3 Replies
              1. re: majordanby

                If people are allowed to change diapers on a plane, I don't see any problems with durian.

                1. re: ipsedixit

                  maybe it's just a personal thing. i find the smell offensive, so i wouldnt want others to smell it either, legal or not.

                  1. re: majordanby

                    Diapers or durian? Or does it matter ...

              2. if you pack it in checked luggage it's likely to freeze and get ruined.

                3 Replies
                  1. re: trolley

                    Yes. Keep in mind it's like -50F at altitude not to mention NY weather sitting on the tarmac. I've opened luggage that's still ice cold inside after several hours indoors. It probably depends on where in the hold your bag gets loaded, though, too.

                    On the totally unrelated bright side, freezing kills bedbugs.

                  2. re: splatgirl

                    I take back lemons when I visit my family in New York, and haven't noticed any problems with them. Nor have I had any wine I've had in my packed bags freeze. It's cold, but not that cold (and the clothes do insulate them to an extent).

                  3. I wanted to take quenepas from PR but decided it wasn't worth the risk. Still hoping to find them on the mainland :(

                    2 Replies
                    1. re: melpy

                      Melpy, once about 15 years ago I saw quenepas in a mama-and-papa produce store in Chicago. Check with Latino produce stores in your town. RE PR, there used to be a list of takeable-off-the-island produce types at the SJ airport. Don't know if there still is.

                      1. re: Querencia

                        Now I find out about the list! Haha
                        I will check around here.

                    2. I once carried a couple of baskets of boysenberries in my backpack from Berkeley to Denver. They didn't make the trip very well as they ended up kind of crushed to almost a puree state. Tasted fine with cream in my hotel room though.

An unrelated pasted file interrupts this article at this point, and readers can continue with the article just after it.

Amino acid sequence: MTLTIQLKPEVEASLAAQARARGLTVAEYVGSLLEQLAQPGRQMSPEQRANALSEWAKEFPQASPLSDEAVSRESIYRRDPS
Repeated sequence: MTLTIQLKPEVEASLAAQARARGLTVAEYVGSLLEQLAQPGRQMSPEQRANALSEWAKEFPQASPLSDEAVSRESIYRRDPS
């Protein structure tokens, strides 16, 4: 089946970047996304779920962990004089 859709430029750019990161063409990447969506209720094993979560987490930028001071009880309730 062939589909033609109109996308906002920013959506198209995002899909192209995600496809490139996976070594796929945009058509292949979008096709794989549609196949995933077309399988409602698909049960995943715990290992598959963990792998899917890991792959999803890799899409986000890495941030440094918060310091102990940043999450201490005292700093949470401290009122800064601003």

1. certain states, hawaii, california, florida may have restrictions on bringing fruit in or out. it's wise to check first. Hawaii does on fruits or vegetables going out or coming in.

                        3 Replies
                        1. re: KaimukiMan

                          from CA i believe you can bring all the fruit out but not in.

                          1. re: trolley

                            That's what occurred to me. Some individual states (particularly fruit producing ones) have stricter rules about bringing stuff in. I've gone through fruit inspection *driving* into California, and all citrus was confiscated.

                            Flying *out* of Hawaii has other rules too. I was flying out of Honolulu, and there was an agricultural inspection only for people bound for the continental US, with restrictions on what could be taken there. I'm guessing because it's an island, and a totally different agricultural zone, so contagion is more of an issue.

                            1. re: tastesgoodwhatisit

                              hawaii has mediterranean fruit flies (med-fly) which scares the bejesus out of the california agriculture industry (not without reason). hence the ban on exported fruit and vegetables.

                              with our year round balmy climate, once we get a pest, it's almost impossible to eradicate them. medfly is an early example (around 1910) more recent introductions have been a type of beetle that attacked and killed a tree known as false will will, used to be fairly common, especially as a 'hedge' between properties. They are all gone now. And while not affecting agriculture the koqui frog from puerto rico is now rampant on Hawaii Island and may be (probably is) now on Oahu. Hence our attempts to keep other plants and animals out.